What Are Cannabis Trichomes And What's Their Importance

This article was originally published on 2Fast4Buds and appears here with permission.

Everyone who consumes cannabis eventually comes around to learning about the anatomy of the plant, especially about trichomes. These small glands present in cannabis are responsible for not only getting you high but also for the characteristics of each strain.

1. What Are Trichomes?

Trichomes are the sticky part of the plant, they are mushroom-looking glands that produce and store all the compounds that get us high. These glands have a width that ranges from 10 to 100 nanometers of width and are the reason for the shiny and frosty appearance of the buds. Trichomes begin to appear on cannabis as soon as the plants enter the flowering stage, they continue to appear toward the end of the lifecycle and are on their peak potency just as the plant is ready to be harvested. 

As the plant’s buds begin to develop, trichomes also start to form along the stalk, the leaves, and the buds. Growers need to be careful when handling their plants during the flowering stage, as trichomes are volatile and can be degraded by physical contact, as well as heat, light, and oxygen.

2. What's Inside Of Trichomes?

Trichomes not only produce but store cannabinoids, flavonoids, and terpenes. Because of this, when trichomes break they release the sticky oil inside. This is what gives buds their stickiness and is what we extract when making hashish, for example. 


Terpenes are responsible for giving flowers their flavor and aromatic diversity, terpenes have shown to work with cannabinoids to enhance their natural properties. Like cannabinoids, terpenes interact with receptors to provide a variety of effects.


Flavonoids are phytonutrients that contribute to the plant’s color, taste, and smell.  Cannaflavins (flavonoids unique to cannabis) work together with the other compounds to provide a wide variety of health benefits. Along with terpenes, it has anti-inflammatory properties, for example.


Cannabis contains more than 100 cannabinoids, including THC and CBD. These cannabinoids interact with your body’s endocannabinoid system, along with terpenes and flavonoids they are what provide cannabis effects.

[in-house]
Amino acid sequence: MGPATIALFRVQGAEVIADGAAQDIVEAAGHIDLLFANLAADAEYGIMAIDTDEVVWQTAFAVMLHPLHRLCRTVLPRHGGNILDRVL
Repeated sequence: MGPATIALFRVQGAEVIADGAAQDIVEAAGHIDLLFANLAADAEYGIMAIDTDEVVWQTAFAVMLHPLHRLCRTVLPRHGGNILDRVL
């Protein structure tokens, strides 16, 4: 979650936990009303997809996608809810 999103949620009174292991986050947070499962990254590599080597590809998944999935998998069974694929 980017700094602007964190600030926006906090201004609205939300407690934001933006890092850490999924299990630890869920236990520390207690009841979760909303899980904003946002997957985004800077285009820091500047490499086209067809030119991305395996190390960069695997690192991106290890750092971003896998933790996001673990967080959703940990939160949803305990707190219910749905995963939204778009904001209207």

3. Different Types Of Trichomes

Trichomes can be found in many species of plants throughout nature, they can take different forms and purposes. In cannabis they can be found in three different varieties:

Bulbous Trichomes

Bulbous trichomes are the smallest of the three types and can only be seen with the aid of a magnifying glass. They are the smallest and less abundant on cannabis, usually, measure about 10-15 nanometers, even though they contain cannabinoids, terpenes, and flavonoids, their small size limits their capacity.

Capitate Sessile Trichomes

Capitate Sessile trichomes are the second largest of the three and are more abundant on the plant. These types of trichomes are the ones that most closely resemble a mushroom with a wide head and a short body or “stalk”, they range from 25-95 nanometers.

Capitate-Stalked Trichomes

Capitate-stalked can range from 50 -100 nanometers and are the largest variety of glands. They’re the ones you’ll likely notice when looking at your flowers, they have a relatively large round head and a long stalk. This is the type of trichome that has the most compounds stored inside due to its size.

4. Different Colors Of Trichomes And What They Mean

Just like the cannabis flowers ripen and mature, trichomes do too. They go from a clear, then cloudy, ultimately turning amber. By the color of trichome, we can see if cannabinoids are oxidating and this way we can know what kind of effect to expect from our flowers.

Clear Trichomes

Clear trichomes mean cannabinoids and the other compounds haven’t started oxidating yet and are relatively newly grown. At this moment, THC and terpenes production is at its peak, while CBD levels are still low. This means harvesting at this color will have a more cerebral psychoactive effect. 

If you seek that rushy head high associated with Sativa strains you can experiment with our Mexican Airlines Auto. Harvesting her at this stage will definitely exacerbate her Sativa effects and as soon as you consume it you'll feel the psychoactive cerebral rush, perfect for a busy day. Be careful when harvesting at this stage! THC needs to mature before it can give its desired effects, so we recommend waiting until at least 50% of trichomes hit the next stage to harvest.

Cloudy Trichomes